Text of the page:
If you’re about to embark into the world of accounting, then there are many number-crunching classes to look forward to. From classes that will prepare you for the CPA and ethics exams to completing the necessary CPE courses after you obtain your license, here is just some of the exciting coursework involved when you set your sights on an education in accounting.
The first courses you’ll encounter as an accounting student are Financial Accounting I and II, which are an intermediate introduction to the ins and outs of professional accounting. Financial Accounting I covers the fundamentals, including income statement documentation, asset accounts, balance sheets, and cash flow statements.
After successful completion of the coursework above, you’ll then move on to Financial Accounting II, which covers more in-depth principles. With this course, you’ll learn important topics like the time value of money, accounting changes and errors, deferred taxes, and current liabilities.
A large part of being an accountant is managing costs and making educated financial decisions on your clients’ behalf. Because of this, your accounting degree will involve coursework in cost management.
Cost management courses cover internal reporting and components of the financial decision-making process. As a student, you will evaluate basic systems used throughout the accounting profession. These include budget analysis, price and profit concepts, cost allocations, and how current industry trends impact cost accounting.
Federal Income Tax
Handling income taxes will likely be the largest responsibility of your career as an accountant. Coursework in federal income tax will prepare you for everything from general tax structure to effective ways to handle a busy tax season without losing focus on your responsibilities.
Federal Income Tax I includes introductory information on includable and excludable incomes, deductions, and basic filing status. Federal Income Tax II takes coursework a step further and involves tax research and tax planning for corporations, partnerships, estates, and trusts.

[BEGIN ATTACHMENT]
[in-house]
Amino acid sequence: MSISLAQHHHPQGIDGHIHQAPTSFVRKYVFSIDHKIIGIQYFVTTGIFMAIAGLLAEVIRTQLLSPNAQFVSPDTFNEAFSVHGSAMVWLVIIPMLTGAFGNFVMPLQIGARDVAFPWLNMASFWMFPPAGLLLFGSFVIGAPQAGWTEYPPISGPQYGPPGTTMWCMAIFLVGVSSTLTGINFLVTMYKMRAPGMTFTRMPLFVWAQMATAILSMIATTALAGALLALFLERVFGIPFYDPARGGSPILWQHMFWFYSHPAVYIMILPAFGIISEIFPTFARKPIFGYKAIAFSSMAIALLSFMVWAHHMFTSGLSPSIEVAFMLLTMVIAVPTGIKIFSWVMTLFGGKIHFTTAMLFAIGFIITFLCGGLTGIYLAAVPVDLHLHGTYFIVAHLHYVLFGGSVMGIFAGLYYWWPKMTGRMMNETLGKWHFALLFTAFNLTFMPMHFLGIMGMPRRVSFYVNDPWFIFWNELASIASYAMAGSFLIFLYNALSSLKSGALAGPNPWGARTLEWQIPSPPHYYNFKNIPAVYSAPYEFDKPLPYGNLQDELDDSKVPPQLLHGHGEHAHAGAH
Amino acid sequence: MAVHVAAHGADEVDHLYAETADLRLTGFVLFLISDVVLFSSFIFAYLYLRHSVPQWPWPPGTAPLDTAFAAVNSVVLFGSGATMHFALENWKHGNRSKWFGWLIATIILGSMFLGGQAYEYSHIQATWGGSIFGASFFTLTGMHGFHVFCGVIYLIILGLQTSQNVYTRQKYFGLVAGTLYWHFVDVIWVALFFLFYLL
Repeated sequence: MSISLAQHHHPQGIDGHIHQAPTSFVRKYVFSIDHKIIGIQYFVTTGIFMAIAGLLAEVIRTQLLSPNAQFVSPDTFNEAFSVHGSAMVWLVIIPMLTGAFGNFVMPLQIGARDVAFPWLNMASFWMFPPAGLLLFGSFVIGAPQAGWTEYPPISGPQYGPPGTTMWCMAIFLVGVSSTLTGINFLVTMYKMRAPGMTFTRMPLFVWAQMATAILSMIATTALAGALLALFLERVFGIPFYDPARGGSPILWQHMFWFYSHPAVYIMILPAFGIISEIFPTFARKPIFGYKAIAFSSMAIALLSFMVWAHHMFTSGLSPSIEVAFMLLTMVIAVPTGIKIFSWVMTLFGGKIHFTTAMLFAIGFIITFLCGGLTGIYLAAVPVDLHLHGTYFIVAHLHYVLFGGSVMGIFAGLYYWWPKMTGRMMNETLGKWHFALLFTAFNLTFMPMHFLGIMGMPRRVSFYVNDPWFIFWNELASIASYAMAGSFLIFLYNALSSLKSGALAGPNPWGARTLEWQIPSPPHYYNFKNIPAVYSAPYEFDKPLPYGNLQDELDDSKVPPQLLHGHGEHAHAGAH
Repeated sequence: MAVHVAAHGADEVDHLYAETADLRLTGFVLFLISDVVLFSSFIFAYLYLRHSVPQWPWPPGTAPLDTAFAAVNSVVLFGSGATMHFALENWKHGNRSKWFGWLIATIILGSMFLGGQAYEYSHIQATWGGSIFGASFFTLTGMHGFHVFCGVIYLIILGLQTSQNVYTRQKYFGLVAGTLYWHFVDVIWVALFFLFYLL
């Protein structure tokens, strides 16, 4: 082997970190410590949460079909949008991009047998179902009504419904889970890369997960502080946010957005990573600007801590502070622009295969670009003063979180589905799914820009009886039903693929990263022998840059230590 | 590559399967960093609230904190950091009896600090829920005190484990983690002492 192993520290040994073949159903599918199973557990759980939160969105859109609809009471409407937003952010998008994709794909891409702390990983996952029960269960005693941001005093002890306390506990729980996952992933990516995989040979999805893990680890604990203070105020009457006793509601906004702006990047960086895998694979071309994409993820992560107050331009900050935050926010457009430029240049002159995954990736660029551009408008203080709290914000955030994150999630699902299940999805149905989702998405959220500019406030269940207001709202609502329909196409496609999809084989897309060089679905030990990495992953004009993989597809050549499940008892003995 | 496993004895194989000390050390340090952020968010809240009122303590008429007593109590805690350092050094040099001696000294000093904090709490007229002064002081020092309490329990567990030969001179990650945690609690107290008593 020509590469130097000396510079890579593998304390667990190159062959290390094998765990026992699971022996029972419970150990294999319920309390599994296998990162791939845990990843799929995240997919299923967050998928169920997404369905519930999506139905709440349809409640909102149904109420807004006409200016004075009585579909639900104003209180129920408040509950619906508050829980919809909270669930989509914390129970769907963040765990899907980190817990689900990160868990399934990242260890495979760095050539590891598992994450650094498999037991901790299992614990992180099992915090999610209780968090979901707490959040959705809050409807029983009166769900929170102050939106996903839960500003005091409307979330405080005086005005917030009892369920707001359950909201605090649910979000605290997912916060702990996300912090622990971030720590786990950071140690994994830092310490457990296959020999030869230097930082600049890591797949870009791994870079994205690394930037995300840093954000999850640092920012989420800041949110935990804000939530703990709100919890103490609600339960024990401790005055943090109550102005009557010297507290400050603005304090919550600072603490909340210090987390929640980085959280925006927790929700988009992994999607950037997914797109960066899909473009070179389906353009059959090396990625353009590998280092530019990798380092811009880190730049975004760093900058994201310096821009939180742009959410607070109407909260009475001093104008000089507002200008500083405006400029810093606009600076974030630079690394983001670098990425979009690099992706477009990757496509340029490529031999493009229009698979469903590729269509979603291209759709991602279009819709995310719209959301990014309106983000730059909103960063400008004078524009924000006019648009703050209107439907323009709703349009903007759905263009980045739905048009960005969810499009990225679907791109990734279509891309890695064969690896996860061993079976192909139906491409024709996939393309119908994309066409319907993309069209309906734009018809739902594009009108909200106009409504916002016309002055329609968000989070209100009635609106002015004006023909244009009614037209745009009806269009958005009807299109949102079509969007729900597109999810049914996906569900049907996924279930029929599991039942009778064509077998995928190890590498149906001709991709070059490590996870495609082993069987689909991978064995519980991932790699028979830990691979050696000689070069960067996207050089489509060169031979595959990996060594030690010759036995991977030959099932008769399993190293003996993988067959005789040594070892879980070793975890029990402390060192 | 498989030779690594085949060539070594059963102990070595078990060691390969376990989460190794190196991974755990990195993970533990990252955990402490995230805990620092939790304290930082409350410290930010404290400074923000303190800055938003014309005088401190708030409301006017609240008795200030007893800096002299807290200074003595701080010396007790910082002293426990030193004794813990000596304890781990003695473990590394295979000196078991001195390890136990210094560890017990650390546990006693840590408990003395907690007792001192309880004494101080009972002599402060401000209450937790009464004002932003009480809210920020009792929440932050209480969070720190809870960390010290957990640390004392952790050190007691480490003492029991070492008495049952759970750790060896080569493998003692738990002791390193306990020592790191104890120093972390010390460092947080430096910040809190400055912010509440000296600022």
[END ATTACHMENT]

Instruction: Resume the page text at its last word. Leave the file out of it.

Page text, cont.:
Many accounting programs offer various electives that allow you to concentrate in specifics areas. Popular accounting electives include fraud examination, government accounting, not-for-profit accounting, advanced financial management, income tax planning, and quantitative analysis.
Regardless of the accounting program or desired career field, it’s important to choose electives that are not only of interest to you, but also complement your specific degree path.
Continuing Professional Education
After you have completed your degree and have become a certified public accountant, you will need to periodically complete continuing professional education courses. CPE requirements differ from state to state and depend on regulations set forth by the state boards of accountancy.
In order to have an active CPA license, you’ll need to take part in CPE courses either annually or biannually. Although mandatory, CPE training is a great way to stay on top of current accounting trends as well as the evolving technology behind the accounting profession.
When you’re ready to dive into an education in accounting, the classes above are just a sampling of the coursework you have to look forward to.